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ACSW
2006

Experiences in passively detecting session hijacking attacks in IEEE 802.11 networks

8 years 10 months ago
Experiences in passively detecting session hijacking attacks in IEEE 802.11 networks
Current IEEE 802.11 wireless networks are vulnerable to session hijacking attacks as the existing standards fail to address the lack of authentication of management frames and network card addresses, and rely on loosely coupled state machines. Even the new WLAN security standard - IEEE 802.11i does not address these issues. In our previous work, we proposed two new techniques for improving detection of session hijacking attacks that are passive, computationally inexpensive, reliable, and have minimal impact on network performance. These techniques utilise unspoofable characteristics from the MAC protocol and the physical layer to enhance confidence in the intrusion detection process. This paper extends our earlier work and explores usability, robustness and accuracy of these intrusion detection techniques by applying them to eight distinct test scenarios. A correlation engine has also been introduced to maintain the false positives and false negatives at a manageable level. We also ex...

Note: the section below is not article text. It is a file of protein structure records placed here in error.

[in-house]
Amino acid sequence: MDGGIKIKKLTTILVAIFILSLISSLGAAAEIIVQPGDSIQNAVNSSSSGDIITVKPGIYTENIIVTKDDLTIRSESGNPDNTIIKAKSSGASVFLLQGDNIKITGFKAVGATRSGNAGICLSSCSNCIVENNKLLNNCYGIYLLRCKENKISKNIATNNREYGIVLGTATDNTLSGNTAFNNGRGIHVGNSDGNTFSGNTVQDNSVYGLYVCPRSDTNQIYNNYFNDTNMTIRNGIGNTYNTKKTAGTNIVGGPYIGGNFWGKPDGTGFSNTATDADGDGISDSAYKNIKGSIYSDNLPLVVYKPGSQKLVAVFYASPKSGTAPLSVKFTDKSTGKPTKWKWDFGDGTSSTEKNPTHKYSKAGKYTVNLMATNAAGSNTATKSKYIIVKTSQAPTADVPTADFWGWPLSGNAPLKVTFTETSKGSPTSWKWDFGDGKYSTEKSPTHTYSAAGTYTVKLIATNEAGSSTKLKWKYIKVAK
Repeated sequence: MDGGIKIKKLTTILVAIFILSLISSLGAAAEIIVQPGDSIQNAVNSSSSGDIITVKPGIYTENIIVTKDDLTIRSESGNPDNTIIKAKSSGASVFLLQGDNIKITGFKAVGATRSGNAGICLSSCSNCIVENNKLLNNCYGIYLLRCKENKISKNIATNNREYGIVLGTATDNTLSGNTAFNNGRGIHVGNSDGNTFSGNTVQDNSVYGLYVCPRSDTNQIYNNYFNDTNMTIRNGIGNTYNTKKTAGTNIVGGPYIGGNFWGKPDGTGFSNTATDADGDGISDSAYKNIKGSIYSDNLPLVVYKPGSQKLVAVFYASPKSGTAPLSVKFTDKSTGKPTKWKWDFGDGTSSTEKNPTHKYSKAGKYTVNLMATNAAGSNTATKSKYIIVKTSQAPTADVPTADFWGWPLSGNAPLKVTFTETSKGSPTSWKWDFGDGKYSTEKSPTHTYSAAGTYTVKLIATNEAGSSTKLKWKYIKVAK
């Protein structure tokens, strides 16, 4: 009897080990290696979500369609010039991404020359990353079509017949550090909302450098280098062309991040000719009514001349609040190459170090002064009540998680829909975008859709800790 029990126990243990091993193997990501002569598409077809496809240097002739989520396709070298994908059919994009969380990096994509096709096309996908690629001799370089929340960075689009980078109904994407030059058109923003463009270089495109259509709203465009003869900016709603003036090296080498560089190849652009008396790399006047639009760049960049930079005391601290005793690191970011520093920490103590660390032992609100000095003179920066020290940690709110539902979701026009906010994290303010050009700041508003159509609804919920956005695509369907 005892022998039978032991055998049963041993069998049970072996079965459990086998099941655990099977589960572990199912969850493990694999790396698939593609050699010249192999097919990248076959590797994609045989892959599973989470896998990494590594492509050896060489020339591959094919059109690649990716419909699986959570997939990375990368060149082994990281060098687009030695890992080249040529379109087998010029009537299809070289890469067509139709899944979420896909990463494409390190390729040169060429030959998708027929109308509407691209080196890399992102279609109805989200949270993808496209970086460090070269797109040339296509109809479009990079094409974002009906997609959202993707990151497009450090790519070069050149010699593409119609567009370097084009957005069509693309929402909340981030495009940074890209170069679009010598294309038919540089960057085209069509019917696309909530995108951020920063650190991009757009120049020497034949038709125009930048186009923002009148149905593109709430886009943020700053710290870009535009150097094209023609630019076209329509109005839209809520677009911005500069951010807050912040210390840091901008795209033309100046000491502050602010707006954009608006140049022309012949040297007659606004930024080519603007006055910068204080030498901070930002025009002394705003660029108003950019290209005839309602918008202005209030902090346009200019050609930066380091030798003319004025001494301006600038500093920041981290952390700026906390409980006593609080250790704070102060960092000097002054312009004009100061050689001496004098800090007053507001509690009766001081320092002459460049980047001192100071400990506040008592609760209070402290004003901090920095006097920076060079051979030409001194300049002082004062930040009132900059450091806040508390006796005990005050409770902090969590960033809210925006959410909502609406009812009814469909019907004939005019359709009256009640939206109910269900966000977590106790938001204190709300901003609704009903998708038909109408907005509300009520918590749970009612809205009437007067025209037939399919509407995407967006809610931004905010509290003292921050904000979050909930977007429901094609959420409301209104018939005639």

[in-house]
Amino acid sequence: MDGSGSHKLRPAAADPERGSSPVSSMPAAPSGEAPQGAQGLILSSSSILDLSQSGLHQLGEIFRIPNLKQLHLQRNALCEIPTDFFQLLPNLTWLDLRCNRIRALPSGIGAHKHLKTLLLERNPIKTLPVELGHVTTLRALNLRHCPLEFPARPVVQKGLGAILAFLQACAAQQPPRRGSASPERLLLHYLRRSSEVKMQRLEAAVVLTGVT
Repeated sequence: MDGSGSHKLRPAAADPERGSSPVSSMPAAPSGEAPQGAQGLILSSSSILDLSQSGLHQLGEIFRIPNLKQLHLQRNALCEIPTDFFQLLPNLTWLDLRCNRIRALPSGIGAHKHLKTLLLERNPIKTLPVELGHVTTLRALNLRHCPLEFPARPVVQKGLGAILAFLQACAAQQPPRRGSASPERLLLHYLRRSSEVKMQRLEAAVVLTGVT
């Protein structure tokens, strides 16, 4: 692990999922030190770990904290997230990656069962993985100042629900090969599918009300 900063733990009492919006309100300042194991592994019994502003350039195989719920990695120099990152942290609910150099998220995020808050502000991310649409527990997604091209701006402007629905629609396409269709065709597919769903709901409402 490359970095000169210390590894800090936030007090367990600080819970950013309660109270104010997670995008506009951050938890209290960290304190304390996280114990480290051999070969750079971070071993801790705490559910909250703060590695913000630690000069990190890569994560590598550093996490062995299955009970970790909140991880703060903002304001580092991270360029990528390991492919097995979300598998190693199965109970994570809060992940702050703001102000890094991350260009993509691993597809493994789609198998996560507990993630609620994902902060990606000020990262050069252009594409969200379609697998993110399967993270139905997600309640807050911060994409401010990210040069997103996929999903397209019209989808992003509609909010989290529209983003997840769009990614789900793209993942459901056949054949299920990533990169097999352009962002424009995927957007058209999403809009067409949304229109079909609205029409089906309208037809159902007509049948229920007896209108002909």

Rupinder Gill, Jason Smith, Andrew Clark
Added 30 Oct 2010
Updated 30 Oct 2010
Type Conference
Year 2006
Where ACSW
Authors Rupinder Gill, Jason Smith, Andrew Clark
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